Crown prosecutors will seek to have an Eckville sexual predator who targeted numerous young children sentenced as a long-term offender.
Alberta’s deputy attorney general has approved the application by a Crown prosecutor to seek long-term offender status for the 36-year-old man.
The man, whose identity is covered by a court-ordered publication ban to protect his victims, previously pleaded guilty to more than two dozen sexual exploitation-related charges.
Over nearly a decade, the man took hundreds of photos and videos of children, known to him through acquaintances and other close connections. The man’s victims ranged in age from two to 10 years old.
He recorded himself sexually assaulting or molesting children many times, sharing some of the images on online child pornography sites.
The offender, who remains in custody, returns to court on May 11, when a new defence lawyer is expected to be confirmed.
Robin Snider, who previously represented the offender, has since been appointed a Red Deer provincial court judge.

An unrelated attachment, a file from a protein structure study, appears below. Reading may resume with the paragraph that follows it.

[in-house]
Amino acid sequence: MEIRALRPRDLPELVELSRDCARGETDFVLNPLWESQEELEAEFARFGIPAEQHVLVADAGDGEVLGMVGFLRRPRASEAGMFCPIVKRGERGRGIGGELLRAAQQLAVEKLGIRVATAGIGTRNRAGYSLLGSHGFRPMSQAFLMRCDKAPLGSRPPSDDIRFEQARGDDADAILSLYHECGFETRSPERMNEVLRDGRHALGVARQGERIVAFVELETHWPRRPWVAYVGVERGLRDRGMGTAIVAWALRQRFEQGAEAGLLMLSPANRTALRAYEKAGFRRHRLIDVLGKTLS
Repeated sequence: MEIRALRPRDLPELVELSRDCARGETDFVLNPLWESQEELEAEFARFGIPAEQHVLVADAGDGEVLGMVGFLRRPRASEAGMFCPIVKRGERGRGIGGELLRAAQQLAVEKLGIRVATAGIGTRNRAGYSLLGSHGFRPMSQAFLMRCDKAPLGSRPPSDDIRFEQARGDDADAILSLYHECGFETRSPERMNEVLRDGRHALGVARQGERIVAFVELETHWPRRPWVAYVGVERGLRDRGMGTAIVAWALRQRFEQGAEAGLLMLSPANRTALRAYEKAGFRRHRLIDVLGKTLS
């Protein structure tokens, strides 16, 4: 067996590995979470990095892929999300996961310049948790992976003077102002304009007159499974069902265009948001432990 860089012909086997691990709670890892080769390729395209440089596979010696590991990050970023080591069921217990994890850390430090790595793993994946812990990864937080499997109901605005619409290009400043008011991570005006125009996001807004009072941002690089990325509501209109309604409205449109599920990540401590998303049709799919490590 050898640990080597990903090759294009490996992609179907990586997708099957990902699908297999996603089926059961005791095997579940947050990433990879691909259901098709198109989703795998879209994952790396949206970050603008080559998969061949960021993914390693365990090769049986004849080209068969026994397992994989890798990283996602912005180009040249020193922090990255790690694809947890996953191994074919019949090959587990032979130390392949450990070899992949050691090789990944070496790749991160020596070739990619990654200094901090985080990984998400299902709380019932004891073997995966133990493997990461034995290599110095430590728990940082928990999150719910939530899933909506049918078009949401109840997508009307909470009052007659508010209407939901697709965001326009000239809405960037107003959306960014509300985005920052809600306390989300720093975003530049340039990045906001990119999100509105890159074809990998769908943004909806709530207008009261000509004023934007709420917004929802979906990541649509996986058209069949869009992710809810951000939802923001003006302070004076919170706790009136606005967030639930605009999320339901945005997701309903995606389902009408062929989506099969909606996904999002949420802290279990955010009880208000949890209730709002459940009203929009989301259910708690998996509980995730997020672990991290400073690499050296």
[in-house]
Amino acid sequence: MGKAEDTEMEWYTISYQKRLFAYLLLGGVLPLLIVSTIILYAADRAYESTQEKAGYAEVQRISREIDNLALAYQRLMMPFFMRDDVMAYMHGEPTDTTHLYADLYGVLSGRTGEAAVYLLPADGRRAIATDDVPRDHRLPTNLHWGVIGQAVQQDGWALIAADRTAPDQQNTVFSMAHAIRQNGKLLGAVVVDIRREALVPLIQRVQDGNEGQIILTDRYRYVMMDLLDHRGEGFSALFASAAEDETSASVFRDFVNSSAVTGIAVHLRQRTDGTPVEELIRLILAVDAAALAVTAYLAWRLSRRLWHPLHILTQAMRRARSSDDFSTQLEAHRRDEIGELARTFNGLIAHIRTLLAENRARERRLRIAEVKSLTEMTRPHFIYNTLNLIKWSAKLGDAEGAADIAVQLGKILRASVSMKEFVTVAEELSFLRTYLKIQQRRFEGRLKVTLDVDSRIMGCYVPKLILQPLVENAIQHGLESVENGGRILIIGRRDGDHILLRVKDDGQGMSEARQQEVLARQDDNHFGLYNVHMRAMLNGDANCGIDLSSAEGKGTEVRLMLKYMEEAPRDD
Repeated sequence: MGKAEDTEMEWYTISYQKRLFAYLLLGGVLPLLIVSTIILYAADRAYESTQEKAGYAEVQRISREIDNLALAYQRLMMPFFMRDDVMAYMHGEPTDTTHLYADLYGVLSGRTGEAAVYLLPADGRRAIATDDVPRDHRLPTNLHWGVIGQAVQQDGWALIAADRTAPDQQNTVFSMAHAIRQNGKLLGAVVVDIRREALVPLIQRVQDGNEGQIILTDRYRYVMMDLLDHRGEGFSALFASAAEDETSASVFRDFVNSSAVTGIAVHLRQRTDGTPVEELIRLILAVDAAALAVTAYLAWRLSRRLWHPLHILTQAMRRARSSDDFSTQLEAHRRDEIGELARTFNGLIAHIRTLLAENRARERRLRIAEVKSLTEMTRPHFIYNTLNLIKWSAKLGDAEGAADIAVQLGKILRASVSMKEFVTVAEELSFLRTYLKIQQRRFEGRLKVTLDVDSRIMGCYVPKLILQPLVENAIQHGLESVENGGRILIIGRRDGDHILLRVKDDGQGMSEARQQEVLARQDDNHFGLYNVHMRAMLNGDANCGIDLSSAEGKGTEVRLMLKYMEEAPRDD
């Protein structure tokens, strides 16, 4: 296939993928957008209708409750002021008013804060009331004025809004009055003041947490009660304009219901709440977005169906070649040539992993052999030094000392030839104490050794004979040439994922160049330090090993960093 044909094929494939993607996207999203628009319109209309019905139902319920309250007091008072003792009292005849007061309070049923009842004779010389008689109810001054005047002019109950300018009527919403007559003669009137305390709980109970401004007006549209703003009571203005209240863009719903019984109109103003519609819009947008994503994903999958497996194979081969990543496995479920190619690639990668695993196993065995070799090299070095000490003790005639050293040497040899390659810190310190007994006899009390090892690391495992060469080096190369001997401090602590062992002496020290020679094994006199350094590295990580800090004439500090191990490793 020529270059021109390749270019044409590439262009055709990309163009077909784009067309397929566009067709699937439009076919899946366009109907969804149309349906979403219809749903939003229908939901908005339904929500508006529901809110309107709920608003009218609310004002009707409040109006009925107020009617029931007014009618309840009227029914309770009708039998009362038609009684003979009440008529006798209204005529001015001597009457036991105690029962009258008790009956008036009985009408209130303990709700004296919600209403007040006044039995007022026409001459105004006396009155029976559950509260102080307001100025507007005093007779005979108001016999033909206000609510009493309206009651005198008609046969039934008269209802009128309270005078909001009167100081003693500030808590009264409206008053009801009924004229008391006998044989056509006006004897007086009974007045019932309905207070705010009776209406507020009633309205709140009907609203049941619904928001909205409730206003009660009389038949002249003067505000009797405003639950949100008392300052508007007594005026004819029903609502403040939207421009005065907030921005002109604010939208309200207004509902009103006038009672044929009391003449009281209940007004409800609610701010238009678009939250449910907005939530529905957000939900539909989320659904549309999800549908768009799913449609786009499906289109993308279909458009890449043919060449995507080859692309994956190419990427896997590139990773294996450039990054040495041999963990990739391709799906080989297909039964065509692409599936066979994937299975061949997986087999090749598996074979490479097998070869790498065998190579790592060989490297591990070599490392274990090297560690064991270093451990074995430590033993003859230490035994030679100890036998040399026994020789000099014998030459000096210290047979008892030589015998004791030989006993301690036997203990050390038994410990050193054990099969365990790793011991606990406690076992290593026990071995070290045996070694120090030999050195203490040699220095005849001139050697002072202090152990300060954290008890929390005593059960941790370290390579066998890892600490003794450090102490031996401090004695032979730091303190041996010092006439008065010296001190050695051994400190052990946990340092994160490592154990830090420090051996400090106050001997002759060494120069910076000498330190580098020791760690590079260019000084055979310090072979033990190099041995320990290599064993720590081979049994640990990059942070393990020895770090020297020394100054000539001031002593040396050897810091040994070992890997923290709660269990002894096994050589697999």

Ten days have been set aside in October for the hearing.
The deputy attorney general’s decision followed a psychological assessment of the perpetrator.
Under Canadian law, the purpose of the long-term offender order is to “protect society from the threat that the offender currently poses — and to do so without resort to the blunt instrument of indeterminate detention.”
A judge sentencing someone as a long-term offender must be convinced that the crimes warrant a sentence of at least two years, that there is a substantial risk of re-offending and there is a “reasonable possibility of eventual control of the risk in the community.”
If convicted as a long-term offender, a judge must impose at least a two-year sentence and order up to 10 years of community supervision.